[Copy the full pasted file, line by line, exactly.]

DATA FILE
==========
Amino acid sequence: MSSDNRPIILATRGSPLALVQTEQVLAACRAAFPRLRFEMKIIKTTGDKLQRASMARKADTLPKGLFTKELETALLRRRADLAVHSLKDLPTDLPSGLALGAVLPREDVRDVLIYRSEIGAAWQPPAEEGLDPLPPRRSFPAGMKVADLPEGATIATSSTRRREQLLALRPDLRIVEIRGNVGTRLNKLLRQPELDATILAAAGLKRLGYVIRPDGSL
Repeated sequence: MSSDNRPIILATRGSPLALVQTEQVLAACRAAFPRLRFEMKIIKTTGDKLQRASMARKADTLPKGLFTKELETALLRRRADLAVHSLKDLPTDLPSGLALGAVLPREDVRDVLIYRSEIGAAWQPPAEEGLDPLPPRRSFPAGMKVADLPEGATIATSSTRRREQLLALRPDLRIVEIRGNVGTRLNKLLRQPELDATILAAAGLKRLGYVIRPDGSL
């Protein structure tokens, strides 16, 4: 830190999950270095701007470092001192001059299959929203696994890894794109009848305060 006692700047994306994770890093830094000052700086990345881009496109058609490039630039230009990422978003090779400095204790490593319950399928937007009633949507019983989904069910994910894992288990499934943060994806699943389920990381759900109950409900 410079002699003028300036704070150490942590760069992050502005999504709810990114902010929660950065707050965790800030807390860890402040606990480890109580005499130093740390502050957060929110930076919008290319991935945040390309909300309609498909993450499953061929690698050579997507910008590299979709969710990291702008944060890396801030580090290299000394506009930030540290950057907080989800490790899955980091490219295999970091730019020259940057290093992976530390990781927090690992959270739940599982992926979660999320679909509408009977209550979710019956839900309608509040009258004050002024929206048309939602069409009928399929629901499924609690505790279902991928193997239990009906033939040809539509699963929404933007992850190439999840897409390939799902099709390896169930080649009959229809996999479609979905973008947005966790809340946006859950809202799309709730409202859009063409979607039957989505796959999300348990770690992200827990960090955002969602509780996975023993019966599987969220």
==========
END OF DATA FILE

Amino acid sequence: MSSDNRPIILATRGSPLALVQTEQVLAACRAAFPRLRFEMKIIKTTGDKLQRASMARKADTLPKGLFTKELETALLRRRADLAVHSLKDLPTDLPSGLALGAVLPREDVRDVLIYRSEIGAAWQPPAEEGLDPLPPRRSFPAGMKVADLPEGATIATSSTRRREQLLALRPDLRIVEIRGNVGTRLNKLLRQPELDATILAAAGLKRLGYVIRPDGSL
Repeated sequence: MSSDNRPIILATRGSPLALVQTEQVLAACRAAFPRLRFEMKIIKTTGDKLQRASMARKADTLPKGLFTKELETALLRRRADLAVHSLKDLPTDLPSGLALGAVLPREDVRDVLIYRSEIGAAWQPPAEEGLDPLPPRRSFPAGMKVADLPEGATIATSSTRRREQLLALRPDLRIVEIRGNVGTRLNKLLRQPELDATILAAAGLKRLGYVIRPDGSL
């Protein structure tokens, strides 16, 4: 830190999950270095701007470092001192001059299959929203696994890894794109009848305060 006692700047994306994770890093830094000052700086990345881009496109058609490039630039230009990422978003090779400095204790490593319950399928937007009633949507019983989904069910994910894992288990499934943060994806699943389920990381759900109950409900 410079002699003028300036704070150490942590760069992050502005999504709810990114902010929660950065707050965790800030807390860890402040606990480890109580005499130093740390502050957060929110930076919008290319991935945040390309909300309609498909993450499953061929690698050579997507910008590299979709969710990291702008944060890396801030580090290299000394506009930030540290950057907080989800490790899955980091490219295999970091730019020259940057290093992976530390990781927090690992959270739940599982992926979660999320679909509408009977209550979710019956839900309608509040009258004050002024929206048309939602069409009928399929629901499924609690505790279902991928193997239990009906033939040809539509699963929404933007992850190439999840897409390939799902099709390896169930080649009959229809996999479609979905973008947005966790809340946006859950809202799309709730409202859009063409979607039957989505796959999300348990770690992200827990960090955002969602509780996975023993019966599987969220």